It looks like organisational agility is the new black. But how do we get there? There is already a rich source of literature on agile practices that we should consider . However, our research has suggested that HR is less certain on how to adjust their processes to facilitate it. The good news is: we have identified 5 building blocks you should focus on to enable an agile organisation.
Looking back to the 20th century industrial age, the success of manufacturing depended on repetitive, predictable and highly standardised work. For businesses to thrive in such a static environment, process optimisation and “efficient Taylorism” were the modes of choice. Therefore, talent practices were expected to be ruled-based and bureaucratic so that long-term goals could be reliably achieved. At that time, it was the smart thing to do.
However, managing organisations as machines became less effective over time. As technology evolved exponentially, competition became global and predictability started to decrease. In the current fast-paced, highly competitive business world, continuous innovation is now a strategic imperative. The new volatile, uncertain, complex and ambiguous (VUCA) conditions make it unrealistic to hope for “business as usual”. Chances are, whatever organisations did to get where they are today won’t keep them there tomorrow.
So, how can organisations prepare for a future that few of us can define?
To respond to change and uncertainty , software companies were amongst the first to set the example with an agile manifesto for managing projects. Through incremental iterations and cross-functional teams, a culture of continuous improvement and collaboration created and defined the baseline for high adaptability to change.
In the meanwhile, the term “agile” has evolved to become more holistic, and now represents how an entire organisation could operate.According to a report from Accenture: “Agility is a company’s ability to anticipate, sense and respond to volatility in its markets in ways that create competitive advantage”. This agile business approach has been widely accepted as something to strive for (a report from Mckinsey published this year suggests that 75% of companies believe organisational agility is a top priority, and nearly 40% are currently conducting an organisational agility transformation).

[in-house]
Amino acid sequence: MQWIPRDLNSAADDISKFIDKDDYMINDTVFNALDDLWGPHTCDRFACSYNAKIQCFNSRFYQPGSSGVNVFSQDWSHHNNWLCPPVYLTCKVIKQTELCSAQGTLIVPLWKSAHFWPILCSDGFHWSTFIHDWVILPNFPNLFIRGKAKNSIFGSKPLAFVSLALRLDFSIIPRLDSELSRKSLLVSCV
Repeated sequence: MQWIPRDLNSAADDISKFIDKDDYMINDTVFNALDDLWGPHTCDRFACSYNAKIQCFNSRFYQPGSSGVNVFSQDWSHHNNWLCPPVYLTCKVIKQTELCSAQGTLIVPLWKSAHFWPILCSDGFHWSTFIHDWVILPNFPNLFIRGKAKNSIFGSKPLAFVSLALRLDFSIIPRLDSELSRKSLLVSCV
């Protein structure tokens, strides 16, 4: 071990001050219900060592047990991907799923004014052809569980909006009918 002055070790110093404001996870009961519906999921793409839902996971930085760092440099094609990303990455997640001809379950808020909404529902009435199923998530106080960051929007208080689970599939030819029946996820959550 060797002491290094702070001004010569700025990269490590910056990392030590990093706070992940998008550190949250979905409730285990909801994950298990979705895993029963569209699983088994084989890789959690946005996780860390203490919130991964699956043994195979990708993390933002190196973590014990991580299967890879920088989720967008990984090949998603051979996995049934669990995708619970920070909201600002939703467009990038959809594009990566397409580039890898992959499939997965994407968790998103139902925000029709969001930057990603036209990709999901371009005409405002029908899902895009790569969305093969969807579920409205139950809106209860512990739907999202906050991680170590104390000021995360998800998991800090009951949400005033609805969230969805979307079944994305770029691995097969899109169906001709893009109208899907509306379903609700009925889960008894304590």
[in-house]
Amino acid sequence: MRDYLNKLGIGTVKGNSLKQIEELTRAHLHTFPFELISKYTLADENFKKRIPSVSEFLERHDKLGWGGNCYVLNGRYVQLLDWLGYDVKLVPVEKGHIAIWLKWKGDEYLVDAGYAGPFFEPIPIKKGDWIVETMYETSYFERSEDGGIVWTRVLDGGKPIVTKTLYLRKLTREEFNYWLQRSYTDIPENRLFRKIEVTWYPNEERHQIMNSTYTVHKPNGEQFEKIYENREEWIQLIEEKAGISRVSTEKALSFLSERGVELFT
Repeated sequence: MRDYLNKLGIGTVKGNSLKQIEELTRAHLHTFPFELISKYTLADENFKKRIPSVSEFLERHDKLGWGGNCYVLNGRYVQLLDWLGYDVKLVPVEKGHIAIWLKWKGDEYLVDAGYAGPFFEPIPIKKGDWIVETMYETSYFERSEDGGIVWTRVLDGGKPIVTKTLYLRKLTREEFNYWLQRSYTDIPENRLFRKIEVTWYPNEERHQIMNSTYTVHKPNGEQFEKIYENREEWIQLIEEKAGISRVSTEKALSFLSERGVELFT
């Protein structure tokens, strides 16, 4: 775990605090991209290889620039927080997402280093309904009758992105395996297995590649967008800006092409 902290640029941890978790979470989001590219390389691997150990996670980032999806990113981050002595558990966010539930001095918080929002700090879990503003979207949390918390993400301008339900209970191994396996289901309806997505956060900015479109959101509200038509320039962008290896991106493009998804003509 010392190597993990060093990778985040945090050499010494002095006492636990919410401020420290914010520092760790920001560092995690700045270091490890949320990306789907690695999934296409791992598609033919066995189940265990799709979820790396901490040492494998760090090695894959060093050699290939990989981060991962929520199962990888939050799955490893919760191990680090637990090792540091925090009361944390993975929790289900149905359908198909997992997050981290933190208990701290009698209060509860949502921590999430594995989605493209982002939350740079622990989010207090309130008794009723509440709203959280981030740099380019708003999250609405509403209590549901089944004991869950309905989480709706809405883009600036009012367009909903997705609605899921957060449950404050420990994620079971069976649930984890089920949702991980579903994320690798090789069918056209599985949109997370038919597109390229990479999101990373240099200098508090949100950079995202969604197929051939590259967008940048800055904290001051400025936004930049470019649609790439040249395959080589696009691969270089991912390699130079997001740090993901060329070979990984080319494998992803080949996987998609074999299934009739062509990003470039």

At TI People, we have targeted the topic of agility from an HR perspective. It is clear that the current long-term and role-focused talent management practices are not suited for this new approach, and yet, there’s an uncomfortable uncertainty about what to do instead.
How can HR enable agility?
According to the same report from Mckinsey, there are 5 trademarks of an agile organisation. These include practices such as: implementing flat structures; empowering multidisciplinary teams (which can be quickly assembled and dissolved around shared tasks); using design thinking, sprints or other similar methods to foster rapid decision making and learning cycles; investing in leadership that empowers people and creates an entrepreneurial culture; and offering real-time communication and work-management tools to support speed and flexibility.
Although these are core practices of every agile organisation, HR has struggled to adjust its processes to enable agility. Most literature and advice out there is too general and lacks clear guidelines for HR. Thus, we decided to explore the topic further. Our research has suggested that skills and work need to be transparent before networks of empowered teams can emerge. And it is through this transparency that an agile organization can be managed effectively. Therefore, to enable agility it’s fundamental that HR focuses on skill management.
According to our research, the common approach to segmenting the workforce is by level and function. However, to become agile it is essential that we segment by skills. Therefore, new approaches to workforce segmentation by skills are already emerging and it is predicted that they will become quite common by 2020 (figure below).
While we know HR needs to focus on building a skill-based organisation, two crucial questions remain: Where to start? And which technology to use?